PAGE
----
New Jersey lawmakers are set to consider legalizing marijuana this legislative session. Sen. Scutari, as expected, re-introduced his marijuana legalization bill from last session for 2018, S830 and companion bill A1348. Both were referred to committee.
Update: Another proposal to legalize, tax, and regulate cannabis was introduced by Assemblyman Reed Gusciora, A3581.
SB 1710 and HB 1749 permit qualified patients to possess marijuana-infused oil products, as well as other non-herbal forms of cannabis, from state-licensed dispensaries. Both patients and physicians would be required to participate in a state registry.
Update: HB 1749 was originally on the Criminal Justice Committee’s calendar for 3/14, but got deferred until 3/21. SB 1710 is awaiting action in the Senate Judiciary Committee.
Additional Actions to Take
Legislation is pending, SB 547 and HB 2034, seeking to modify provisions relating to industrial hemp.
If passed, the bills would allow the Department of Agriculture to issue a registration or permit to growers and handlers of agricultural and industrial hemp. It would also create an industrial hemp agricultural pilot program to be implemented by the Department of Agriculture to study the growth, cultivation, and marketing of industrial hemp.
Update: SB 547 passed the Senate on 3/15 by a 29-3 vote, and now awaits action in the House. HB 2034 passed the House last month, and is currently pending in the Senate Agriculture, Food Production, and Outdoor Resources Committee.
Senate Bill 52 seeks to legalize the possession, use, manufacture, and retail sale of cannabidiol products, as well as to provide protections so that employers may not discriminate against anyone using CBD in compliance with the law.
Update: After a conference committee was appointed due to failure of both houses to agree on amendments, the conference committee report was approved by both the Senate (36-11 vote) and House (97-0 vote) on 3/14, and now awaits action from the Governor. Gov. Eric Holcomb has indicated that he will sign the bill.
Senate Bill 184 prohibits the release of past records for any marijuana offense that is no longer defined as a crime under state law. The bill’s intent is to reduce barriers to employment for people who have been convicted of low-level marijuana possession crimes that would be legal under today’s laws, and to make it more likely that people convicted of only low-level crimes will become contributing members of society.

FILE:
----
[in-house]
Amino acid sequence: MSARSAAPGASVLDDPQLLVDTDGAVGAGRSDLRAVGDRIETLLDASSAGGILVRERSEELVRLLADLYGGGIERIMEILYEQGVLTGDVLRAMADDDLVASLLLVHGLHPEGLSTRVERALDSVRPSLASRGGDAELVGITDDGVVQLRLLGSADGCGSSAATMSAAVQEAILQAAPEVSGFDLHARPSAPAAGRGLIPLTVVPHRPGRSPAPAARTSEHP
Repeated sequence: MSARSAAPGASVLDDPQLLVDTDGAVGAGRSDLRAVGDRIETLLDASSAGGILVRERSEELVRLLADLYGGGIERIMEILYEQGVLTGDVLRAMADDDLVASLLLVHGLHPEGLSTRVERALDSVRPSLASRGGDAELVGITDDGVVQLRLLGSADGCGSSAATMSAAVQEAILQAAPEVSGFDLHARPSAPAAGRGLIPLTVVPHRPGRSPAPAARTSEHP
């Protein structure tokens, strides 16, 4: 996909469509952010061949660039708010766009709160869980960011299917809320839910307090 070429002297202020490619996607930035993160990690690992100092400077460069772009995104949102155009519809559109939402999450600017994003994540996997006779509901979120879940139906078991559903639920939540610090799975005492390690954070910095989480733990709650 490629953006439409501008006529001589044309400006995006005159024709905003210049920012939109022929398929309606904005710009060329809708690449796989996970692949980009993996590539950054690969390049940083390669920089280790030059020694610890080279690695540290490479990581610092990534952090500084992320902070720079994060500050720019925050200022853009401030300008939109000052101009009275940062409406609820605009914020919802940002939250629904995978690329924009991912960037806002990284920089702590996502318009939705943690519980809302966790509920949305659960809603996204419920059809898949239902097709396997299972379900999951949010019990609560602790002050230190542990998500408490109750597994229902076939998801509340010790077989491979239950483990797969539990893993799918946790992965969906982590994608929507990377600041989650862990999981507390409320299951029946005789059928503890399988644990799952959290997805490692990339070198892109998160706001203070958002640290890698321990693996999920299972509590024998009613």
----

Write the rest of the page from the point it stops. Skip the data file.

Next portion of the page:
Update: SB 184 will be heard by the Senate Judiciary Committee on Wednesday, March 21, at 1:30 pm in BELTZ 105 (TS Bldg)
Legislation is pending, AB 3157, to temporarily reduce tax rates imposed on the retail sale and cultivation of cannabis.
State and local taxes currently imposed upon retail cannabis sales can total in upwards of 40 percent. This excessive taxation places an undue financial burden, particularly on patients, many of whom are now unable to consistently afford their medicine.
Further, these tax rates make it exceedingly difficult for retail providers to compete with those in the underground market. One of the primary goals of Proposition 64 was to bring the black market above ground and to make this market transparent. In order to do so, it is necessary to reduce existing tax rates. Otherwise, compliant businesses are at a significant disadvantage due to their inability to compete with illicit actors who do not pay similar taxes.
Senate Bill 1120 seeks to preemptively challenge provisions in State Question 788.
Voters will decide on June 26 in favor of State Question 788, which permits physicians to recommend medical cannabis therapy to qualified patients at their discretion. Under this plan, patients would be authorized to possess up to eights ounces of herbal cannabis in private and grow up to six mature plants.
NORML endorses State Question 788 and opposes SB 1120.
Update: Senate Bill 1120 was brought back for reconsideration after it failed to secure the necessary number of votes on the Senate floor on 3/12, and Senator Yen held it on a procedural motion to reconsider. SB 1120 then passed by the Senate on 3/15 by a 26 to 11 vote and awaits action from the House.
Check back next Friday for more legislative updates!